Willow Project approved, plans in action


Manuel Ernst

Photo courtesy of The Blazer.

Amanda Feinberg, Editor-in-Chief

On March 13 the Biden Administration approved the Willow Project — an oil drilling plan by ConocoPhillips to extract 600 million barrels of oil from Alaska’s North Slope in the National Petroleum Reserve, according to CNN. 

The Biden administration estimates that the project will produce enough oil to release 9.2 million metric tons of carbon pollution into the atmosphere, thus enhancing the greenhouse effect and warming of the planet, according to CNN.

AP Environmental Science teacher Kurt Trenkle shares the dangers of climate change in his own classroom as the last unit before the AP test in early May. By presenting the science of the issue, Trenkle educates students about how large-scale actions can affect people in local communities. 

“I like to teach about how these big picture things affect here and where we are,” Trenkle said. “Once you learn from people and hear about what’s changing … that’s how you get to the little picture from the big picture.”

The project has plans to decrease American dependence on foreign energy supplies from the oil being extracted and deliver $8-17 billion in revenue for the federal government while also potentially creating 2,500 construction jobs and around 300 long-term jobs, according to ConocoPhillips.

Junior Freya Sirois, who is actively involved in Environmental Club as one of two leaders alongside senior Maggie McGarry, works on improving the little picture, such as planting tulips in the Prospect courtyard and removing plastic waste from outside.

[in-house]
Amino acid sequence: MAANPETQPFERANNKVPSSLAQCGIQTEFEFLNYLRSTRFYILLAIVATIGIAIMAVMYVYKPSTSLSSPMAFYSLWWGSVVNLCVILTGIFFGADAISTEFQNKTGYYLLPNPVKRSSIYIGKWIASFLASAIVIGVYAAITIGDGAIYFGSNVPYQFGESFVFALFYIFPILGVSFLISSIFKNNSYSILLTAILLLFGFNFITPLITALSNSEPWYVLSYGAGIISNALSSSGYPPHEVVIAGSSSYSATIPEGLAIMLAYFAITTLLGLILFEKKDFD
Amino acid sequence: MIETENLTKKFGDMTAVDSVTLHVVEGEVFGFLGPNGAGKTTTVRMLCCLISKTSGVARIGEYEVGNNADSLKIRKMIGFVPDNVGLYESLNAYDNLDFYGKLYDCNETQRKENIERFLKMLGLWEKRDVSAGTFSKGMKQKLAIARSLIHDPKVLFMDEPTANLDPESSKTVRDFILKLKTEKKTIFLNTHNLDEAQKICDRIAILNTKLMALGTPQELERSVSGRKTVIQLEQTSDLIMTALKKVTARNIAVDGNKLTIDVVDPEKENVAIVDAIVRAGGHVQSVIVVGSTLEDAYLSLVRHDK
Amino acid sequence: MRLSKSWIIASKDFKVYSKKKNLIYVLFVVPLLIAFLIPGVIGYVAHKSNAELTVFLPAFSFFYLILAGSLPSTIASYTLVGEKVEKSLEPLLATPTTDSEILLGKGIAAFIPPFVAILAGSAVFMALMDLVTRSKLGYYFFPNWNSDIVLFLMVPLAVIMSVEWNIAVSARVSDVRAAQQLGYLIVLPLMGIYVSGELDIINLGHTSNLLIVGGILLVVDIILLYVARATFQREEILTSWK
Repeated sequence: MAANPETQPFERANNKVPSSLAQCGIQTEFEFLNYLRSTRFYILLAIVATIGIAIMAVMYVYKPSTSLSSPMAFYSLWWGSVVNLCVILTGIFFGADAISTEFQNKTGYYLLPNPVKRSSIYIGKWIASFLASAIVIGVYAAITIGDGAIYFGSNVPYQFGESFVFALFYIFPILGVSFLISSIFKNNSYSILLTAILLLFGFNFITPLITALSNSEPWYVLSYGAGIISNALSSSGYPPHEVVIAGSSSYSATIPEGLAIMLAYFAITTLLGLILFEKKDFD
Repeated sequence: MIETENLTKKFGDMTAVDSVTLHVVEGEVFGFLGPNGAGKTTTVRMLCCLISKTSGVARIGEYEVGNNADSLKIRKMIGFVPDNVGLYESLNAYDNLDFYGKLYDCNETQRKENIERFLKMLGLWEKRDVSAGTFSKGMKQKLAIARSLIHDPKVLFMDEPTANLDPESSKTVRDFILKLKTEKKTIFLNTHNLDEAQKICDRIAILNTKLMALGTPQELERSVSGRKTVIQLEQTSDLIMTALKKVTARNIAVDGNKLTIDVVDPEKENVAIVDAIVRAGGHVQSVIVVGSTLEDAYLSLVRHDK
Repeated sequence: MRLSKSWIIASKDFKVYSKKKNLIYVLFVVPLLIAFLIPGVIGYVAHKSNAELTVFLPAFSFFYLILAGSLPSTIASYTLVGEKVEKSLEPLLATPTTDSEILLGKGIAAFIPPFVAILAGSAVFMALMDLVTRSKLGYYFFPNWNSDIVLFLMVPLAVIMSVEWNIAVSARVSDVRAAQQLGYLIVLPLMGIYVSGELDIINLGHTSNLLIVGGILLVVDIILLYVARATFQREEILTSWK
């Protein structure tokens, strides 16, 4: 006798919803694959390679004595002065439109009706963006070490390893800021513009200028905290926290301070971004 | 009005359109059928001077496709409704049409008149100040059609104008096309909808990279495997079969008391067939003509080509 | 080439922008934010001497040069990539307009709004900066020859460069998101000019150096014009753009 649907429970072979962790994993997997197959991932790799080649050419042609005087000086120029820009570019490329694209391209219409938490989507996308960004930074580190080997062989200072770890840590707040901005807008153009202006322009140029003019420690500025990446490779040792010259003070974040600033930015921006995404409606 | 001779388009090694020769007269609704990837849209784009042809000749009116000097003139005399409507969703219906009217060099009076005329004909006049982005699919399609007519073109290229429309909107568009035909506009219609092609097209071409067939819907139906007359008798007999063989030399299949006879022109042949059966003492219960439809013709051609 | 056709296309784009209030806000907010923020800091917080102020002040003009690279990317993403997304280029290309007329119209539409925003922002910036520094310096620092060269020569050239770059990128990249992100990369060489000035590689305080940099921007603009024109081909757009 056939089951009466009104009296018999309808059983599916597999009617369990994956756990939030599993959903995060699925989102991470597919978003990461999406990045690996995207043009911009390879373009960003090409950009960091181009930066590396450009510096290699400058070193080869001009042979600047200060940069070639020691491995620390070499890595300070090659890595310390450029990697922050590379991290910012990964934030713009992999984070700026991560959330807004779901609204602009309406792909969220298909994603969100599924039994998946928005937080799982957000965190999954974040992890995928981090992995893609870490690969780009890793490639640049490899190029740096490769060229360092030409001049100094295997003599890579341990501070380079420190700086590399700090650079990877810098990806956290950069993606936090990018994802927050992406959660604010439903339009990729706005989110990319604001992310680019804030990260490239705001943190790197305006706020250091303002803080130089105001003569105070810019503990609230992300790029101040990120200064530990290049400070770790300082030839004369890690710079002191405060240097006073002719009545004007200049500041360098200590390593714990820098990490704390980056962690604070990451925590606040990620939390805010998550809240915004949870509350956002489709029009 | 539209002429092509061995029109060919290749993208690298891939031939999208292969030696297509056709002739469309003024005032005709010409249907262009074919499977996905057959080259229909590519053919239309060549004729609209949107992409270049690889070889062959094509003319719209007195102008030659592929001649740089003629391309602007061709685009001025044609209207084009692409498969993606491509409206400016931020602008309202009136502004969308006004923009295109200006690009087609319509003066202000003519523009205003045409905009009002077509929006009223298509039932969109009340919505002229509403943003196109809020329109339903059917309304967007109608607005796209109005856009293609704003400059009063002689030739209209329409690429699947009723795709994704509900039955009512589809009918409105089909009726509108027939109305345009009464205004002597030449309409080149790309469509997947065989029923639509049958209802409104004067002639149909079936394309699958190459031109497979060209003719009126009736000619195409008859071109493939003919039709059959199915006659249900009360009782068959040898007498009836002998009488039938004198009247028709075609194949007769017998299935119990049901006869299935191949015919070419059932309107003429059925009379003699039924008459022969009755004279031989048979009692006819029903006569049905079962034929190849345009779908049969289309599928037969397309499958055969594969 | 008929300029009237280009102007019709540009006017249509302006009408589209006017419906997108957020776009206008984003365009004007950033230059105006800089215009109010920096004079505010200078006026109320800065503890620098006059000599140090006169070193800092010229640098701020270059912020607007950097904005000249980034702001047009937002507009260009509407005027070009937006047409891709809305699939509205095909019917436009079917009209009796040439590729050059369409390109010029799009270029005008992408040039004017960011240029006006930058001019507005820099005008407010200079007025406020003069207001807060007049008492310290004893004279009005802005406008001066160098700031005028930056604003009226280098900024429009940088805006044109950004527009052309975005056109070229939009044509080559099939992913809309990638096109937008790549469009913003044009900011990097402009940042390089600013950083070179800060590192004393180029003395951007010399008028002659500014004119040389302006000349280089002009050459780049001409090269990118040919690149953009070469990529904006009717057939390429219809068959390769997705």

“It made me feel better about helping my environment,” Sirois said. “It’s nice when you can talk about things and then actually get something done and make some positive change.”

By implementing eco-friendly decisions in one’s everyday life, such as recycling single-use plastic and reducing the amount of water wasted in a shower, for instance, Sirois believes that individual efforts are just as important as large-scale ones. 

“If you’re already thinking that nothing can happen to stop what’s already been done and moving forward we’re doomed, you’re not going to want to make any progress,” Sirois said. “But when we realize that these [issues] do change and they can be fixed, we realize we can do it.”